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Could this be the technology that saves A123 Systems (Nasdaq: AONE ) ? Could a new battery that operates at higher temperatures and reduces the number of components needed to cool a battery change the landscape of electric vehicles?
The company sure thinks so, and it hopes that a higher adoption rate is just around the corner.
In an announcement made just this morning, A123 Systems unveiled its Nanophosphate EXT, a battery it says can change the game for electric vehicles and other applications. The technology will allow more extreme operating temperatures, reducing and possibly eliminating the need for cooling systems. According to testing performed at Ohio State University, the cells will retain more than 90% of their capacity after 2,000 full charges at 45 degrees Celsius (about 113 degrees Fahrenheit). In the announcement, CEO David Vieau said:
We believe Nanophosphate EXT is a game-changing breakthrough that overcomes one of the key limitations of lead acid, standard lithium ion and other advanced batteries. By delivering high power, energy and cycle life capabilities over a wider temperature range, we believe Nanophosphate EXT can reduce or even eliminate the need for costly thermal management systems, which we expect will dramatically enhance the business case for deploying A123's lithium ion battery solutions for a significant number of applications.
Investors bought into the hype early and have pushed shares 36% higher as I write this. The company's list of partners includes General Motors (NYSE: GM ) , Fisker, BMW, Land Rover, and John Deere, so the potential opportunity is enormous if vehicles are built with this technology and consumers adopt it on a widespread basis.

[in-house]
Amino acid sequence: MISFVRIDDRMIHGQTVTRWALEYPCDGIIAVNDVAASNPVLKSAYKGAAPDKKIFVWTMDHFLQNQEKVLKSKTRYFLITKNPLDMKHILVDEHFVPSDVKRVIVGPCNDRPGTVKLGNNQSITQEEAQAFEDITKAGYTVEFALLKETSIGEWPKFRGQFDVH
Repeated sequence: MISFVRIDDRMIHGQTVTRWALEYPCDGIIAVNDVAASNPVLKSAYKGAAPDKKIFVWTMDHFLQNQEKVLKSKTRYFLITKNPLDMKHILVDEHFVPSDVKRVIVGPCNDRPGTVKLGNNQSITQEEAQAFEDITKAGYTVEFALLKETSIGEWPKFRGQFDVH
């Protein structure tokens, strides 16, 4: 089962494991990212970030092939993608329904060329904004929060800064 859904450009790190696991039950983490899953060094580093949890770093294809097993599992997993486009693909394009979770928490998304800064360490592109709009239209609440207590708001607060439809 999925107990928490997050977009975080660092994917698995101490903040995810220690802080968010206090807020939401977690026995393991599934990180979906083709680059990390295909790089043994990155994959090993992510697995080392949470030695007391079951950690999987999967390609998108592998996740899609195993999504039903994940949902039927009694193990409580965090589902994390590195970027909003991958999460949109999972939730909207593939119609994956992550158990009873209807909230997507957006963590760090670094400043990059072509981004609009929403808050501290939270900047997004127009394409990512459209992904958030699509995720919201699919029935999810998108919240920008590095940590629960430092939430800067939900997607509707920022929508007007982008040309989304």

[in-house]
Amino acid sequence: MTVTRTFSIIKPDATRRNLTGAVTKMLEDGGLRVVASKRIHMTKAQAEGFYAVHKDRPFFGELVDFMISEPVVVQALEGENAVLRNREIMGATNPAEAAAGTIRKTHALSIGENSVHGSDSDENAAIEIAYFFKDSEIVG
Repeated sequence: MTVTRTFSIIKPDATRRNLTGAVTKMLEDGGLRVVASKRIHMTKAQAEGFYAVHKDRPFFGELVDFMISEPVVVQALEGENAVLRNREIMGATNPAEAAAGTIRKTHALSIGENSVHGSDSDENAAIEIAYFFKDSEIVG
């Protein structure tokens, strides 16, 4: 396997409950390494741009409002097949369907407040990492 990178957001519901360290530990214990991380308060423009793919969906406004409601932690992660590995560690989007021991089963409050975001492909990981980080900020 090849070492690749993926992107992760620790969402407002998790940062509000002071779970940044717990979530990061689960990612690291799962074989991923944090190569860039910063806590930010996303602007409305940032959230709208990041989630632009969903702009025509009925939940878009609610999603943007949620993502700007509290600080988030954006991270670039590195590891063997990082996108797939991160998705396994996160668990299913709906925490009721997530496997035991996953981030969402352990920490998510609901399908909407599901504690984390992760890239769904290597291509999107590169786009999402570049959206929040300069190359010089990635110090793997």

On a technological level this is a big step forward for A123 Systems, but it doesn't erase the company's challenges. Management delayed its prediction for breaking even on gross margin until 2013 and first-quarter revenue tumbled as customers had trouble ramping up production. A once-solid balance sheet has also been weakened, down to $116 million in cash and $144 million in long-term debt. The company has burned through millions in cash to build capacity, and up to now the sales rate of electric and hybrid electric vehicles hasn't kept pace.
The start of production from Fisker should help jump-start sales, but until demand from big players like GM, Tata, and BMW, as well as grid and commercial partners, picks up pace, the company will be fighting to survive. A new technology like this will take years to actually hit the streets, so I don't think the impact will be big in the near term.
Tesla Motors (Nasdaq: TSLA ) has shown that sales can be brisk for electric vehicles, but the partners A123 has landed haven't been nearly as efficient in bringing vehicles to the market. Fisker delayed production, causing a lot of pain for A123 investors, and companies like Tata and Geely are just getting off the ground. Ford (NYSE: F ) chose LG Chem as its battery partner, the Chevy Volt has been disappointing, and the Nissan Leaf has failed to live up to its potential. A better battery is great, but solving technological problems before consumers are ready to buy EVs isn't enough to pave a way to profitability.
I've focused on electric vehicles here, but Edison International (NYSE: EIX ) subsidiary Southern California Edison, Vestas, Satcon, AES, and many others are also working on grid storage solutions, which is a big opportunity. But again, the grid business isn't exactly fast to adopt new technology.
We've already seen A123's biggest competitor, Ener1, file for bankruptcy due to production delays by customers and financial trouble, and I think the risks for A123 are extremely high right now. This is a boom-or-bust investment that could either pay off in spades or leave you wondering where your money went. That's not something I would like to bet on until we at least reach breakeven on cash flow, and that won't be for another year.